For the better part of his life, David Bowie played the part of an alien who knew more about the future than did the inhabitants of this planet.
The singer's music and constant reinvention of his persona were precursors to societal transformations such as the fall of Berlin wall and the emergence of Black artists on the global stage. It was as if Bowie anticipated seismic events and social upheavals before they happened. Within the context of financial innovation, he was the first artist to pioneer the securitization of esoteric assets such as intellectual property.
Bowie bonds were first offered for sale in 1997 and set a precedent in the entertainment industry. They offered a generous 7.9% interest rate per annum (the current 10-year Treasury rate at the time was 6.37%) over 10 years and were backed by royalties from 25 years of songs until 1990 by the singer. Other popular acts followed suit, and the rest of the entertainment industry, including major studios, secured and monetized intellectual property on their work. (See also: David Bowie: The Man Who Sold The World..Bowie Bonds).
But the bonds were not really bonds. As with everything else he did, Bowie's bonds helped the consummate alien in our midst forecast the future of the music industry and, indeed, of the world economy.
An Alien Predicts the Future
As popular lore goes, the Bowie bonds owe their genesis to David's realization in the 1970s that he did not own copyright to his songs. Fifty percent of the copyright to his songs was owned by his manager in perpetuity. The discovery came as a shock to Bowie and seemed to precipitate an emotional crisis. In 1997, when he was approached to securitize the copyright to his songs by David Pullman, an entertainment lawyer, Bowie immediately agreed.
To understand why this was such as revolutionary act at that time, consider the prevailing set of circumstances during the 1990s.
Things were looking good for artistes then. With rising sales of physical albums through most of the 1990s, their future looked secure. In fact, CD sales for 1997, the year in which Bowie bonds were released, were 504.6 million, and total sales for physical albums were 651.8 million. They were to peak at 730 million and 785 million respectively in 2000, a year after Napster, the file-sharing service that changed the game for the music industry, debuted in 1999.
What's more, during another interview with the New York Times in 2002, Bowie predicted that copyright would eventually no longer exist and that music would be commoditized, much like electricity and water. While copyright laws have not faded away, music certainly has become plentiful. The music industry's revenues have hemorrhaged over the years, and the industry is indeed struggling under the onslaught of technological forces beyond its control. (See also: Facing The Music: The Recording Industry's Power Struggle)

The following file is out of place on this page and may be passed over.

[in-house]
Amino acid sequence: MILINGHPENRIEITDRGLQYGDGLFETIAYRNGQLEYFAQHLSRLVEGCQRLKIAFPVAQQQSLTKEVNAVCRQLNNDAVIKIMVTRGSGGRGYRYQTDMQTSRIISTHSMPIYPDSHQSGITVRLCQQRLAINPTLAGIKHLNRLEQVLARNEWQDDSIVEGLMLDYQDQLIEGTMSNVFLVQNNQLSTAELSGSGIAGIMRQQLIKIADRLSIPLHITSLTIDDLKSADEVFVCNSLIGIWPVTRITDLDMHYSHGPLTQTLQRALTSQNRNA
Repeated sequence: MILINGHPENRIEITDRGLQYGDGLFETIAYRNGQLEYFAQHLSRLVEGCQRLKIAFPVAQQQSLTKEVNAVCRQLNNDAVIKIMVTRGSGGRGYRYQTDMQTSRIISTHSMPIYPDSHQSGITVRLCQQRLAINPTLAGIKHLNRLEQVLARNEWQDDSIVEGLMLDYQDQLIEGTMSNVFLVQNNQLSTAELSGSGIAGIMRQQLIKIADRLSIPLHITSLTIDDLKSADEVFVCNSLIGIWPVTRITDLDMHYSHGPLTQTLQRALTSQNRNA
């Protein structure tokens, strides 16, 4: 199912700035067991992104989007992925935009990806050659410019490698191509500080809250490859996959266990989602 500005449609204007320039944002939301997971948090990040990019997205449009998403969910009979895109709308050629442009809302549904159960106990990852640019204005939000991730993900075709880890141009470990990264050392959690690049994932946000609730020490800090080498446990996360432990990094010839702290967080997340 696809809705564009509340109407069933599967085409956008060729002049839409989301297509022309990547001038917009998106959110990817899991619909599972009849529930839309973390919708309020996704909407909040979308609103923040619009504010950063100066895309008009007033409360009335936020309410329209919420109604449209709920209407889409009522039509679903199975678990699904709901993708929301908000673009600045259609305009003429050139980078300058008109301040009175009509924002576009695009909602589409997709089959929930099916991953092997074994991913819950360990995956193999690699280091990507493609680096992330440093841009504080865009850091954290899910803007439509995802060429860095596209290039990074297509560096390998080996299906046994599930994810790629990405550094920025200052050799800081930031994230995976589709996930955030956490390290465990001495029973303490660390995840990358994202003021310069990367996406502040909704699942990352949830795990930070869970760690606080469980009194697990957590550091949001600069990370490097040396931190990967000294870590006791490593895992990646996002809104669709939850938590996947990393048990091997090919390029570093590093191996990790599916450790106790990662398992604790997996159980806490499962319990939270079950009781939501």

One could say that Bowie's genius lay in anticipating the music industry's fall before it actually came. However, Bowie bonds were simply the precursor for a much bigger trend that was to emerge in the U.S. economy later. According to Barclays, bonds backed by esoteric collateral such as intellectual copyright or future earnings from entertainment products are expected to generate $45 billion in sales in 2016.
Here is the the New York Times take on Bowie Bonds when they were offered to investors: "Mr. Bowie has opened what is envisioned as a market for asset-backed bonds, which derive value from payments on such things as home mortgages or car loans." Indeed, loans backed by home mortgages were a principal cause of the recent housing crisis, which would tip the U.S. economy into severe recession in the latter part of the previous decade.
Bowie's bonds, however, did no such thing.
When they were issued, the bonds helped Bowie earn $55 million immediately (as opposed to waiting for future royalties). That money helped the singer buy out his former manager's copyright on his songs and also to produce his next album and start a couple of new ventures related to technology. In doing so, Bowie turned out to be another precursor of sorts, heralding the advent both of technology and of the technology entrepreneur at the same time. Even though the bonds were relegated to near junk status in 2003 by Moody's Investor Service (which had initially assigned them an investment grade rating), the timelessness and popularity of Bowie's music helped sales, and the bonds did not default before their due date.
The Bottom Line
David Bowie was a musician, artist, performer, and creative force par excellence. However, he was also an excellent businessman who did not shy away from risks. Perhaps his greatest achievement lies in predicting a complex future, one which is being shaped by multiple technologies and entities that are rapidly changing and transforming themselves. It would have been difficult for other musicians to navigate or anticipate all these turns of events. But, then, David Bowie was not one of us.